By Nicholas Mwangi and Lewis Maghanga
This year marks the 59th annual commemoration of African Liberation Day. African Liberation Day was founded in 1958 when Kwame Nkrumah convened the First Conference of Independent African States held in Accra, Ghana, and attended by eight independent African states. The 15th of April was declared “Africa Freedom Day,” to mark each year the onward progress of the liberation movement, and to symbolize the determination of the people of Africa to free themselves from foreign domination and exploitation. On the 25th of May 1963, thirty-one African Heads of state convened a summit meeting to found the Organization of African Unity (OAU). They renamed Africa Freedom Day “African Liberation Day” and changed its date to May 25th.
Right from the start, therefore, the fundamental idea behind the commemoration of the day remained Africa’s freedom and liberation; freedom from the political bondage of the imperialist powers of the Global North, and liberation from the economic exploitation of the international monopoly capitalists.
African Liberation Day (ALD) is not “Africa Day” as lessened by the African Union. ALD cannot be reduced to commemorating the founding of the Organization of African Unity on May 25, 1963, nor a day to showcase African fabrics and cuisine. The basis of “Africa Day” seems to emanate from the idea that since all African countries had already gained their “independence” from European colonial powers, the agenda and goal should now shift from the previous political agitations to a vision of an integrated, prosperous, and peaceful Africa. Their theme for 2022 which is The Year of Nutrition represents a clear disconnection from the aspirations of the masses in Africa. Liberation is explicit, it implies sovereignty, control of your land, resources, and political direction, and the organization of the people’s power to defend this sovereignty. A flag and a president do not make you sovereign.
From the very beginning, in this regard, the people of Africa were fully aware of the tasks that befall them as a continent in their struggle for a brighter future. In this struggle, the people of Africa fully recognized that an end to their exploitation meant an end to their oppression; that economic freedom would require political freedom.
By commemorating African Liberation Day, therefore, the African people get to lay bare their tasks at hand by looking at the journey covered so far. They get the opportunity to once again remind themselves that they are still not truly free; that liberation remains their primary goal. Through this, they get to emphasize that the day is about the political ends they seek to achieve, and not a celebration of the status quo as their ruling class seeks to make it.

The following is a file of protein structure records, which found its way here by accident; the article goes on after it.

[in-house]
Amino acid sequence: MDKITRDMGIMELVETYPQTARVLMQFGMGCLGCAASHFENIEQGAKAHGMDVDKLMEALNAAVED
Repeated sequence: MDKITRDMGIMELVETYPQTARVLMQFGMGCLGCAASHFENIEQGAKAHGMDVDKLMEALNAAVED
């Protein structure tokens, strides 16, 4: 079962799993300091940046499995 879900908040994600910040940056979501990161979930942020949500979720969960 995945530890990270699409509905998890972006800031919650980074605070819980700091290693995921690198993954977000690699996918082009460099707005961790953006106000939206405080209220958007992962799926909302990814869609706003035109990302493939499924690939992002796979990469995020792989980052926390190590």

By commemorating this great day, the African people celebrate and salute the hard-fought struggle waged by our liberation heroes and heroines in the struggle for freedom and independence from the colonial powers. Africans honor those who continue this struggle against the capitalist, imperialist and neo-colonialist powers in modern-day Africa and reiterate their commitment in the same struggle for a truly liberated African continent. Africans recognize that the dark forces of colonialism have been replaced by neo-colonialism. These forces have further divided the African people and have continued impoverishing the African masses.
The analysis of the work of these neo-colonial forces remains key in understanding the role they play in keeping our African masses ill-informed and misguided. Africa sees these neo-colonial forces at work through our various African governments as well as the African Union, which has renamed the day ‘Africa Day’. By renaming the day ‘Africa Day’, the emphasis on the African political struggle for liberation is cleverly erased. Through this, the goal of the African people is subverted, and the African ruling elite depoliticizes our struggle into a cultural celebration. For Africa, there cannot be a bigger betrayal to the cause. For Africa, an acceptance of the status quo means an acceptance of oppression and exploitation. For Africa, a depoliticization of this revolutionary day means surrendering to the forces of neo-colonialism and their accomplices.
In this regard, Africa commemorates African Liberation Day, not Africa Day. Africa insists that the day is about political freedom from imperialism, not a celebration of culture under neo-colonialism.